University College London  

UCL  United Kingdom  http://www.ucl.ac.uk/
     
  Gower Street, London, WC1E 6BT UCL  
 
Principal Investigator(s):
 
  Prof. Sébastien Ourselin / Prof. Yiannis Ventikos

 

List of researchers and collaborators involved in the project:

     
  Dr. David M Cash
Mr. Dean Chou
Prof. Sébastien Ourselin
Mr. John Vardakis
Prof. Yiannis Ventikos
Activities:
   
  WP3 Data Access & Disease Biomarkers from Large-scale Population Studies
WP6 Multiscale Phenomenological Modelling: Clinical & Environment Factors
WP7 Biomedical Research Platform for Disease Modelling and Model Personalization
   
Main competencies:
   
 
The Centre for Medical Image Computing (CMIC) from University College London (UCL) combines excellence in medical imaging with innovative computational methodology, with a focus on translating techniques into clinical use and a particular interest in neuro-degenerative dementia. CMIC is a multi-disciplinary centre hosting 60 researchers focusing on medical image processing. The centre has strong links with hospitals and more specifically with the National Hospital for Neurology and Neurosurgery. Researchers at CMIC have pioneered novel, automated and highly accurate methods for combining and comparing image-derived information. These methods have been applied to multiple cohorts of patient affected with neuro-degenerative diseases through a close collaboration with the Dementia Research Centre (Institute of Neurology, UCL).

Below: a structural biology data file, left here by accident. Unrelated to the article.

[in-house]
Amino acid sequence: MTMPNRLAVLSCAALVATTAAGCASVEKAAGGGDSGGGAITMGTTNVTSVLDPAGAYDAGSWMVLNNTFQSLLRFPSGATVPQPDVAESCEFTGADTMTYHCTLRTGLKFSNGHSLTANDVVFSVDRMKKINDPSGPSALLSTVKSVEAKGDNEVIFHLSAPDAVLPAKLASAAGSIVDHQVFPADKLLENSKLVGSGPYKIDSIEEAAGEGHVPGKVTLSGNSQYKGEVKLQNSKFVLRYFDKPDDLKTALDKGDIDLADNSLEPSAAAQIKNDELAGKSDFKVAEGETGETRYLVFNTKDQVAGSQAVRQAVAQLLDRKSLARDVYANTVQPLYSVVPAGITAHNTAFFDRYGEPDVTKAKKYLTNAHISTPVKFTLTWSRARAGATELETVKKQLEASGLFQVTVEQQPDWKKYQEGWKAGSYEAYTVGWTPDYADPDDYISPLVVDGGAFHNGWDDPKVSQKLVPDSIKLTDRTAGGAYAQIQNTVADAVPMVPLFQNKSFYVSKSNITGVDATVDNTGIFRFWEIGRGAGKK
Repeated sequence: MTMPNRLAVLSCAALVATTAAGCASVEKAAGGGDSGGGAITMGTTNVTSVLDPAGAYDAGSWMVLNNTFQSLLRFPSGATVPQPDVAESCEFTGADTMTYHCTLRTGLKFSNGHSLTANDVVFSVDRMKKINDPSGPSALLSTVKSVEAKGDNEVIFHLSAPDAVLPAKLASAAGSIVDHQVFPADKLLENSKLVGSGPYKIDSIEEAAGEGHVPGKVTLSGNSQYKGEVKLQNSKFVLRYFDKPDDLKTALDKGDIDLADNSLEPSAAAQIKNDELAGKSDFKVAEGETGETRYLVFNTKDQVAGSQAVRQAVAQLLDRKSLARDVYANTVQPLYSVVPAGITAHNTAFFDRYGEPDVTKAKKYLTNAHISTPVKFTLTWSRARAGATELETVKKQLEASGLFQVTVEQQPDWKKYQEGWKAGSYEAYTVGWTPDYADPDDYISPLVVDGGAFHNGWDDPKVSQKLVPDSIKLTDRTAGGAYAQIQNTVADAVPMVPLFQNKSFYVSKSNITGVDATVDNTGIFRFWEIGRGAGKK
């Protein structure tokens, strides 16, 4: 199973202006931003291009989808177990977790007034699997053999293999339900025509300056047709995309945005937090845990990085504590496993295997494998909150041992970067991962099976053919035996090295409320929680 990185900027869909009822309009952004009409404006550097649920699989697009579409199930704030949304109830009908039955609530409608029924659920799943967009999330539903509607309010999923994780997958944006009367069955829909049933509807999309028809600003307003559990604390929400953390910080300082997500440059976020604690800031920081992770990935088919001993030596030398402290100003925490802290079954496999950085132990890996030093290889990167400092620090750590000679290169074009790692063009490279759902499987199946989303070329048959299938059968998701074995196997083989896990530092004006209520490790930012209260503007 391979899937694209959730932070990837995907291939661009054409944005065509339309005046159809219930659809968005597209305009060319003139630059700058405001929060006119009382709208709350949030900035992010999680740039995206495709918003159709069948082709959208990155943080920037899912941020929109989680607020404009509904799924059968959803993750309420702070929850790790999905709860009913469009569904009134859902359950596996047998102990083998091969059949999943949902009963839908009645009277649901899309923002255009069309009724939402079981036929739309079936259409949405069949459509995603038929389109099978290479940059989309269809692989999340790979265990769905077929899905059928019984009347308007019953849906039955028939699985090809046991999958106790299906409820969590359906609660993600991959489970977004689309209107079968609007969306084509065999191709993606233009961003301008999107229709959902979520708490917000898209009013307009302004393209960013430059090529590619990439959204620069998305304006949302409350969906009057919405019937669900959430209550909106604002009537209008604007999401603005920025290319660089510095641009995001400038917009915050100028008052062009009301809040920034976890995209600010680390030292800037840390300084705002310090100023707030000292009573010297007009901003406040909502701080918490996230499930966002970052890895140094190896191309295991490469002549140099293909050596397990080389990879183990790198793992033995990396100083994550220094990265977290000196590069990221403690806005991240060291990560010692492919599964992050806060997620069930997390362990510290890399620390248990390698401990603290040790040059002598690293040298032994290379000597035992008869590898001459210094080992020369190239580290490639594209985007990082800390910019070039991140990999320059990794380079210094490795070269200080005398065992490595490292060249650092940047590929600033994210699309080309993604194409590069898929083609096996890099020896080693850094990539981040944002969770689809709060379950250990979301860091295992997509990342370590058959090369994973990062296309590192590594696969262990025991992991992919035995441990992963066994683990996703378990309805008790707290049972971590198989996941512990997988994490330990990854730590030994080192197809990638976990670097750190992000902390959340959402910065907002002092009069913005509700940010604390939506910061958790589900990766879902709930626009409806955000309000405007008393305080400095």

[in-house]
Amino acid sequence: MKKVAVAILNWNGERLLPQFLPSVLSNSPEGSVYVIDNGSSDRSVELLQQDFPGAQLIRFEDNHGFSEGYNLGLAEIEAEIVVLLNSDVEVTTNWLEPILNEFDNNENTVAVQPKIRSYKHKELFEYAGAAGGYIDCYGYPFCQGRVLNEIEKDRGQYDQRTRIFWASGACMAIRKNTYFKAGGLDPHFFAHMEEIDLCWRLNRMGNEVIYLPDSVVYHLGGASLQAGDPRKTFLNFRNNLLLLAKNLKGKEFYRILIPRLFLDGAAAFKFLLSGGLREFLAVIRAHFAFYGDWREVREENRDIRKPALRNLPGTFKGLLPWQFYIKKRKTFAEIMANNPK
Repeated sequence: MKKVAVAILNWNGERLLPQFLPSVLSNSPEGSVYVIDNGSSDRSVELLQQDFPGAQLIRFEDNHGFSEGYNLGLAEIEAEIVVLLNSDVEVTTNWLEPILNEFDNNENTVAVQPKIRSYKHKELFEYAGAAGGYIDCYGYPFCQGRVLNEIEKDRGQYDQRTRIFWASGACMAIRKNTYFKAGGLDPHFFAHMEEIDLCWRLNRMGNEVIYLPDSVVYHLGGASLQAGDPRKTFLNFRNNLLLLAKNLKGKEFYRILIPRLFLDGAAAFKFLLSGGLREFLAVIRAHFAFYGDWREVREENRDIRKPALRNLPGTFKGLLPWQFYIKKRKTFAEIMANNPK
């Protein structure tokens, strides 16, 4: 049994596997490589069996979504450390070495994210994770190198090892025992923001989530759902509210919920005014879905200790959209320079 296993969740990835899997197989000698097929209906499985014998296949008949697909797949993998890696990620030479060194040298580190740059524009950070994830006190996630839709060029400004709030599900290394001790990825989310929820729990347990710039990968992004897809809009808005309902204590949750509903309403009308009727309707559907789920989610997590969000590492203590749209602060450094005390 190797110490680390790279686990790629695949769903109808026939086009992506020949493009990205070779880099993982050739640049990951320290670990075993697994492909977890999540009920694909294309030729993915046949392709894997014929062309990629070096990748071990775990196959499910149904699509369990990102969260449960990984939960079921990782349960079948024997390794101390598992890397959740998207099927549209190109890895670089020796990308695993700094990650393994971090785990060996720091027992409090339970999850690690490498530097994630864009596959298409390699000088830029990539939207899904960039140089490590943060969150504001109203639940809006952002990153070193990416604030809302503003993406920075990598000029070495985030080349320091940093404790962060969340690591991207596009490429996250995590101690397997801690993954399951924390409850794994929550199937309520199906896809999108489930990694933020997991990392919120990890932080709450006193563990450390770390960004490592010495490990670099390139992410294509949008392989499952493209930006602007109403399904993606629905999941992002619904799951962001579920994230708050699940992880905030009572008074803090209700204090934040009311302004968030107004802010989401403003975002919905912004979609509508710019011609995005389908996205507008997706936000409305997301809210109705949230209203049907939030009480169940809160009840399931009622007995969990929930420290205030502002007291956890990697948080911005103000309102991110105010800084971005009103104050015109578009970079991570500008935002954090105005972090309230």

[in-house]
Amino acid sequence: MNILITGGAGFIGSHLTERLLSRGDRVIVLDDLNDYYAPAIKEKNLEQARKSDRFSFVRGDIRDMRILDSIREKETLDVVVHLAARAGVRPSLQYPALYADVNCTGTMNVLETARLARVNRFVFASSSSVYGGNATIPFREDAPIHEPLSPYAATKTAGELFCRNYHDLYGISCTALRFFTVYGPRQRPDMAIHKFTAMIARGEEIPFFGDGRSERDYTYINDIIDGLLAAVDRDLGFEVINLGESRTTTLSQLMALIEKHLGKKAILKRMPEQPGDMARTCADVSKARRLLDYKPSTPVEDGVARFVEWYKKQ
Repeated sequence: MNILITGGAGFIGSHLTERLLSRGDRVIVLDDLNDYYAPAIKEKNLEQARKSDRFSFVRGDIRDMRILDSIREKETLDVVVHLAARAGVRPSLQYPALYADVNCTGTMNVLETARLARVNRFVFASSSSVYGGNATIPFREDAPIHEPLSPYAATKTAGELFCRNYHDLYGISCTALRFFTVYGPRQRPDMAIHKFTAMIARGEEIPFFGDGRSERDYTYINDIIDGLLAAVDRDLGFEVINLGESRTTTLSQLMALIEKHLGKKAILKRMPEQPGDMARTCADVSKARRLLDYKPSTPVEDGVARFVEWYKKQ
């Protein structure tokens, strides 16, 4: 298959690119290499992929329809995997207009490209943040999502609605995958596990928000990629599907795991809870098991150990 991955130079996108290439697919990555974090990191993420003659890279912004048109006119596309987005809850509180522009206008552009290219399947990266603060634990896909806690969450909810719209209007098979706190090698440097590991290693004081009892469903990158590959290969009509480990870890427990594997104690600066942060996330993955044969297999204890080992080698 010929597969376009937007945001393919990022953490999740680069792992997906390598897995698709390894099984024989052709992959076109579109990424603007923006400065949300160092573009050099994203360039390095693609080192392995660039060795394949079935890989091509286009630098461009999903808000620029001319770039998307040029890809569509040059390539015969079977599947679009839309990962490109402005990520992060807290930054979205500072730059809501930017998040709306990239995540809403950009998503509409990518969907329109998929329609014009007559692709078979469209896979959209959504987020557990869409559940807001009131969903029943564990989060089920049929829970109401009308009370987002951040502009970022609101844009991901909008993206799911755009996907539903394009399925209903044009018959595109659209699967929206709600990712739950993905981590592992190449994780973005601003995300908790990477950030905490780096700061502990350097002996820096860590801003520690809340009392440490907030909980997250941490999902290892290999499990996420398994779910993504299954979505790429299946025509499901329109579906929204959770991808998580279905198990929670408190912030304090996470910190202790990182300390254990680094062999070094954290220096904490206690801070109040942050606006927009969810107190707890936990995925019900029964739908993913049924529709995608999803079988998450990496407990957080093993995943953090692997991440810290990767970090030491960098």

Contributions to the project
The Centre for Medical image Computing (CMIC) has a good track record of developing and translating imaging biomarkers for neuro-degenerative studies. These biomarkers include, but are not limited to, global or local atrophy measurement to quantify temporal changes, efficient methods for global and local image alignment, brain tissue segmentation and cortical thickness or folding pattern extraction and analysis. All methods developed at CMIC are integrated into a common software environment, named NifTK. This software package enables easy translation to clinical partners such as the Dementia Research Centre. As a result, the methodologies developed at CMIC are currently routinely used for large clinical studies and large phase II-III clinical trials for neuro-denegenerative drug validation. All these tools and the associated expertise will contribute directly to the success of WP3, 6 and 7.